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  #1  
Old 05-20-2006, 03:46 PM
nhpeterson nhpeterson is offline
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E-85 Conversion

Has anyone heard anything about Ford coming out with an E-85 conversion kit for their vehicles? I know there is a lot of legal issues with aftermarket vendors, but since Ford alread makes and sells FFV type cars I thought that they might be exempt from that.
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Old 05-20-2006, 04:21 PM
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No, they do not sell conversion kits that I know of. I doubt they ever will. They'd much rather sell a Flex Fuel compatible truck than screw around with Joe Schmo trying to retrofit his rust bucket, and then have to warranty it's emissions. No offense to anyone intended...

Now if you want to do a backyard retrofit, do your research, and go for it! I put "do your research" in bold because I'd hate to see anyone blow themselves up because their fuel line / gas tank / fuel pump / etc sprung a leak.
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Old 05-20-2006, 09:34 PM
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Quote:
Originally Posted by nhpeterson
Has anyone heard anything about Ford coming out with an E-85 conversion kit for their vehicles? I know there is a lot of legal issues with aftermarket vendors, but since Ford alread makes and sells FFV type cars I thought that they might be exempt from that.
Flex Fuel rigs are complex units and require special sensors and computers to ajust the timing and fuel rates depending on which ratio of fuel you are using. E-85 requires up to 30 percent MORE fuel flow to produce the same HP as gasoline.

The fuel system must be modified to stainless steel with special seals to withstand the corrosive nature of Ethanol. I wouldn't expect to see any conversion kits on the market.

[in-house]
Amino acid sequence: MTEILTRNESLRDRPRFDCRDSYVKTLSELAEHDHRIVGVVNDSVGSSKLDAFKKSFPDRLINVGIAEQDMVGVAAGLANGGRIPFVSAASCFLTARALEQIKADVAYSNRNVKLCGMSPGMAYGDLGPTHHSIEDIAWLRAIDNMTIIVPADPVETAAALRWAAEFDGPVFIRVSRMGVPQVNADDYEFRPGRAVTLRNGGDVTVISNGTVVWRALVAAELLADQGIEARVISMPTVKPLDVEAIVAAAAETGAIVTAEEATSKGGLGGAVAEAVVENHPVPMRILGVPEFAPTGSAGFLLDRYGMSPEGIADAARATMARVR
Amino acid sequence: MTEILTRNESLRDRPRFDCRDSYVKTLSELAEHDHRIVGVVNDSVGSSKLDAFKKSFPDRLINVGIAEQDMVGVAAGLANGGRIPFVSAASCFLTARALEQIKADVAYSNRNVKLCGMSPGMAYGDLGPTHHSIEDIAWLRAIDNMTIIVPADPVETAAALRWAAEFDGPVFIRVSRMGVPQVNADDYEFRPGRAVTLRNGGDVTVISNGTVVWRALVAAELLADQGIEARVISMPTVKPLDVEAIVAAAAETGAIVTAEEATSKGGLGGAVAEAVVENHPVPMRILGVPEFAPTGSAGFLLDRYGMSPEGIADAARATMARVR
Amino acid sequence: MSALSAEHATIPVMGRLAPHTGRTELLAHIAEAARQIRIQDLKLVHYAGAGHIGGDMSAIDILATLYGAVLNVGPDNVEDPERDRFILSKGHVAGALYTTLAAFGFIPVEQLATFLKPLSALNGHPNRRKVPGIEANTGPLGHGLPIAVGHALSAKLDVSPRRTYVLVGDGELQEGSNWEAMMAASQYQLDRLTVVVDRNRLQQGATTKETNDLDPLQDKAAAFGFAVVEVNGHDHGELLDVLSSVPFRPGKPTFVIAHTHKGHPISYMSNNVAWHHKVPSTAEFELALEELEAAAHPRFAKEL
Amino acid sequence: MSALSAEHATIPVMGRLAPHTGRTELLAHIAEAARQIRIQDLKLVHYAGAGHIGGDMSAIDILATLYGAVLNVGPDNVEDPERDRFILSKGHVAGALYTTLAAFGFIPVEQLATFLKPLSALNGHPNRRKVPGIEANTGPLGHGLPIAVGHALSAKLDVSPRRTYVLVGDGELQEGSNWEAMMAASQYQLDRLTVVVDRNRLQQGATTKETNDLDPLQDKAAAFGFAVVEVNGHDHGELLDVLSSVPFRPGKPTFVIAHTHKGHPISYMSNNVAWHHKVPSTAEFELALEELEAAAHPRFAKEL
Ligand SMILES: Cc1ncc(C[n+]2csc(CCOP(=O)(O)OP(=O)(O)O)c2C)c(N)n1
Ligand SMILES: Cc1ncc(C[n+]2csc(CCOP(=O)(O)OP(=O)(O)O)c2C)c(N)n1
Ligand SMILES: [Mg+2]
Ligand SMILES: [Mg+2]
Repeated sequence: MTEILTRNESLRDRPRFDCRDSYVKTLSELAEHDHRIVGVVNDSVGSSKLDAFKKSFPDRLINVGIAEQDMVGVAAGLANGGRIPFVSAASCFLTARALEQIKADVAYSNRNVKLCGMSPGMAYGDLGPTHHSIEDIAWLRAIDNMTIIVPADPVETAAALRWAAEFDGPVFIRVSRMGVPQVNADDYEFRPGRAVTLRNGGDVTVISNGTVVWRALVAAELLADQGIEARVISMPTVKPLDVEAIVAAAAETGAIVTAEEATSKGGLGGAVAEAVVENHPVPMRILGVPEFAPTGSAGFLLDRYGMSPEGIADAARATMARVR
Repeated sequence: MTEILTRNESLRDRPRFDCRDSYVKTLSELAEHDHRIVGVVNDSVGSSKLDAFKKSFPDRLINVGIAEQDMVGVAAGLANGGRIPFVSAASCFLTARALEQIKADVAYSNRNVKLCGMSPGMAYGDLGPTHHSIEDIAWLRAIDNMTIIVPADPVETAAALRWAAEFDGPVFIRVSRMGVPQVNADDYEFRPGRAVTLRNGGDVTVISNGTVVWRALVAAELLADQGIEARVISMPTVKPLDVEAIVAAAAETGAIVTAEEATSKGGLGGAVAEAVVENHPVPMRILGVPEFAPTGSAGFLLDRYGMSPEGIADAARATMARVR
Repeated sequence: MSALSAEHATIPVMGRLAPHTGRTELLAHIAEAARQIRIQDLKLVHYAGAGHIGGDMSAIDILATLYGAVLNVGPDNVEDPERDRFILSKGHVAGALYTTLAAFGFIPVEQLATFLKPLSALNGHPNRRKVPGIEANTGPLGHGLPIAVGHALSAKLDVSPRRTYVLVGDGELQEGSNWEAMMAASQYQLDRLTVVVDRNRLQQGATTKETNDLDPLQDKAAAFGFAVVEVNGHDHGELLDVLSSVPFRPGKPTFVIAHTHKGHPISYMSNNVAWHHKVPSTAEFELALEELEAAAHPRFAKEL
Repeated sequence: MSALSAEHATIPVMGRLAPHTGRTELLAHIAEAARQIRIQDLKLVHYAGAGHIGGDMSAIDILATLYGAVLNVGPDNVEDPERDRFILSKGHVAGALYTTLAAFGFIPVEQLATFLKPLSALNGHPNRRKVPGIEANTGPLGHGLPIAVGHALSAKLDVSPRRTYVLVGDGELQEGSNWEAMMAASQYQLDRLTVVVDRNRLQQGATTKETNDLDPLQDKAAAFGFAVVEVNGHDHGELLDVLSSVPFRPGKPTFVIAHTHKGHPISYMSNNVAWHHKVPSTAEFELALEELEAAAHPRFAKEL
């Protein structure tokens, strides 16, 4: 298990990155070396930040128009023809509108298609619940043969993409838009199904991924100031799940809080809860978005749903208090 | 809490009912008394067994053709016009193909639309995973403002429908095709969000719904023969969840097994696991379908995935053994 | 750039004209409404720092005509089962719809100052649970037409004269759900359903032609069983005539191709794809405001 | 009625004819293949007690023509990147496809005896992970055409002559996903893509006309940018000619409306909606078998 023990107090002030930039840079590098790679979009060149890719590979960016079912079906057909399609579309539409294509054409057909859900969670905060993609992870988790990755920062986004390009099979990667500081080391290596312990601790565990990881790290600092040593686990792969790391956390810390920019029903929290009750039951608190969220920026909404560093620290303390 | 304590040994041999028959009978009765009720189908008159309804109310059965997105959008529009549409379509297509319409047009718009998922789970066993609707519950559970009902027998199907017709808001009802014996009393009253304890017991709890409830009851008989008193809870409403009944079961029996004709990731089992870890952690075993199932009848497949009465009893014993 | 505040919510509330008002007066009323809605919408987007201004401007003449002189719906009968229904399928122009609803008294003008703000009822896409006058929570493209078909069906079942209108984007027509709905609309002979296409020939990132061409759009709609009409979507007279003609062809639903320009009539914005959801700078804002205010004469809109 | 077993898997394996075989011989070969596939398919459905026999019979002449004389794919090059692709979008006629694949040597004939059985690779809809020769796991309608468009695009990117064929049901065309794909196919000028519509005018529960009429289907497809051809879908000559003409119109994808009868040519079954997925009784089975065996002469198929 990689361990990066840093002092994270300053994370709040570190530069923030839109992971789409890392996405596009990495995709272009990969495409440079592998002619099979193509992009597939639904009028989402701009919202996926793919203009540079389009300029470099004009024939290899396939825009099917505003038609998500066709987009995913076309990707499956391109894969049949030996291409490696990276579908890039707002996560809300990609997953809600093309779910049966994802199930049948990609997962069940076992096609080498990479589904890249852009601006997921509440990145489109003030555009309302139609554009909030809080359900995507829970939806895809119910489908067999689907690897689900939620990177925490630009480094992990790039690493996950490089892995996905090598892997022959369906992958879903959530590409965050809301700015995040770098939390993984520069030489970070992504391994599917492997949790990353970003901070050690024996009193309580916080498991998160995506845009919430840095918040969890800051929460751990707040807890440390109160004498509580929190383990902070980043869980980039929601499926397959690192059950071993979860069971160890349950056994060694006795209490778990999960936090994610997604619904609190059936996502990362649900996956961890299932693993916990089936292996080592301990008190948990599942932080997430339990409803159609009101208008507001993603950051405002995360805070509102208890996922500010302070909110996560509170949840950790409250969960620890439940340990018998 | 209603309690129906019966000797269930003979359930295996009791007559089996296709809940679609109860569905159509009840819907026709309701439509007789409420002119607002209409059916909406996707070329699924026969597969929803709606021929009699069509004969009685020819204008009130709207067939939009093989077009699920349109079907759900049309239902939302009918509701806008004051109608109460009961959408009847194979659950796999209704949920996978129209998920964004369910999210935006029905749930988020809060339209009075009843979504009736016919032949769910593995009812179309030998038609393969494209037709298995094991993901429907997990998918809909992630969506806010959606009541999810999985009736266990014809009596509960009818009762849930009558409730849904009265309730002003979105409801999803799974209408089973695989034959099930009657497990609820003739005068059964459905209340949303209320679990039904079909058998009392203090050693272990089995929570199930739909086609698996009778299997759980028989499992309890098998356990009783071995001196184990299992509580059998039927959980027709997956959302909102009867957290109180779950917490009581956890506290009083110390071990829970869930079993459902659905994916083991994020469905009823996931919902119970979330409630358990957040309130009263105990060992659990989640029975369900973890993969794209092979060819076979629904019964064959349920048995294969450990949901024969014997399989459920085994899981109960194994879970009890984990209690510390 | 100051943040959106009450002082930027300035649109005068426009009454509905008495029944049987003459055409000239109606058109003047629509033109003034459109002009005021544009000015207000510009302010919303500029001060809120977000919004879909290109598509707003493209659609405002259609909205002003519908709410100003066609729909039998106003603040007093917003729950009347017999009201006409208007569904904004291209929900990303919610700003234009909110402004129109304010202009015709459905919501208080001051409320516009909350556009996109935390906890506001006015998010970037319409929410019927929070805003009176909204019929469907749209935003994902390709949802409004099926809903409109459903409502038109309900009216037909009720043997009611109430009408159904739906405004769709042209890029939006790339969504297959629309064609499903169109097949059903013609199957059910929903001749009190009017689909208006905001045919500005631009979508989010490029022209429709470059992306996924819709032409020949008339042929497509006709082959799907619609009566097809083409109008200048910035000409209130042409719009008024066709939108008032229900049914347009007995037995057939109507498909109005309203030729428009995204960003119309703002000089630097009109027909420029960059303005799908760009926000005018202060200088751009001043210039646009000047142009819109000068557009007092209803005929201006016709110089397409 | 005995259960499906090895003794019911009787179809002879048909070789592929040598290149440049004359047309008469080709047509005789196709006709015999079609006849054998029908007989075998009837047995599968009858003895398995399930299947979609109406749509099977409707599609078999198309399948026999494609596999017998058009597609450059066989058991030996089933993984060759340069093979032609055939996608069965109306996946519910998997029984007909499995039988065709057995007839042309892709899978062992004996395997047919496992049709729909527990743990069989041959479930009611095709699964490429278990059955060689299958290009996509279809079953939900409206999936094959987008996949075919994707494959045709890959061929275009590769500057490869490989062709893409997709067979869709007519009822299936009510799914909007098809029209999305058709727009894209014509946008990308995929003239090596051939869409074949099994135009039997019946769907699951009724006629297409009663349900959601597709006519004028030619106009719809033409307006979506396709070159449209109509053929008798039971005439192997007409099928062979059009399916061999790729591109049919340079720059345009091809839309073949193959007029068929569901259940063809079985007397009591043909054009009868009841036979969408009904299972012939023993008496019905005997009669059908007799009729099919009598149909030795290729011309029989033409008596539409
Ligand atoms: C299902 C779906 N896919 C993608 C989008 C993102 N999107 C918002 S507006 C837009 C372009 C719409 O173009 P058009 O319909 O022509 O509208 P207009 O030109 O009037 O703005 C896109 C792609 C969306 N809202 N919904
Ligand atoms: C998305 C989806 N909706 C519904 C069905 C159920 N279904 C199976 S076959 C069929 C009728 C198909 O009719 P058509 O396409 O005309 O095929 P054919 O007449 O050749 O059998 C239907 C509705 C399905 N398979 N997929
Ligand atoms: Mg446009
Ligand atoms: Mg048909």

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Old 05-20-2006, 10:28 PM
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It would appear our wondrous government in all their wisdom have made it difficult and expensive to make retrofit kits for non-flex vehicles, so don't look for it to happen very easily... many answers on this website supplied by Torque1st in another thread of this nature...http://www.answers.com/topic/e85
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Old 05-21-2006, 03:43 PM
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That link above has the best info I have found. There is a ton of BS info out there also.

The following is from that link:

Quote:
After-market conversions

After-market conversion kits, for converting standard engines to operate on E85, are generally not legal in U.S. states subject to emissions controls unless you get your converted vehicle independently EPA certified. This is despite the fact that the exhaust emissions from any such converted cars are improved by utilizing higher percentages of ethanol in the gasoline blend. Unfortunately, EPA certification costs in excess of $23,000 and you additionally have to prove that your vehicle will maintain low emissions for at least 50,000 miles after the conversion. Most individuals won't give up their vehicles for the requisite 50,000 mile test period. Likewise, conversion kit manufacturers generally don't certify their kits due to the onerous and expensive burden of these laws. The kits would have to be tested with every model vehicle for which they are to be sold. If a kit is already certified as described, the EPA Federal Test Procedure for an individual's conversion costs $750.00. One can request a reduction of payment of down to 1% of the car's added retail value due to the conversion. A minimum fee may apply if the value added is not seen to be very high.

Similarly, U.S. Federal law prohibits the manufacture of many such conversion kits for sale in the U.S. unless they are EPA certified. The origin of this ban dates to when conversion kits for using compressed natural gas were originally sold. The ban was enacted to prevent the sale of such conversion kits due to safety concerns. This ban on the manufacture of kits is at odds with the fact that these kits, once existing, are legal in all states but CA, and most states offer some sort of tax break for converting your vehicle (See tax breaks.)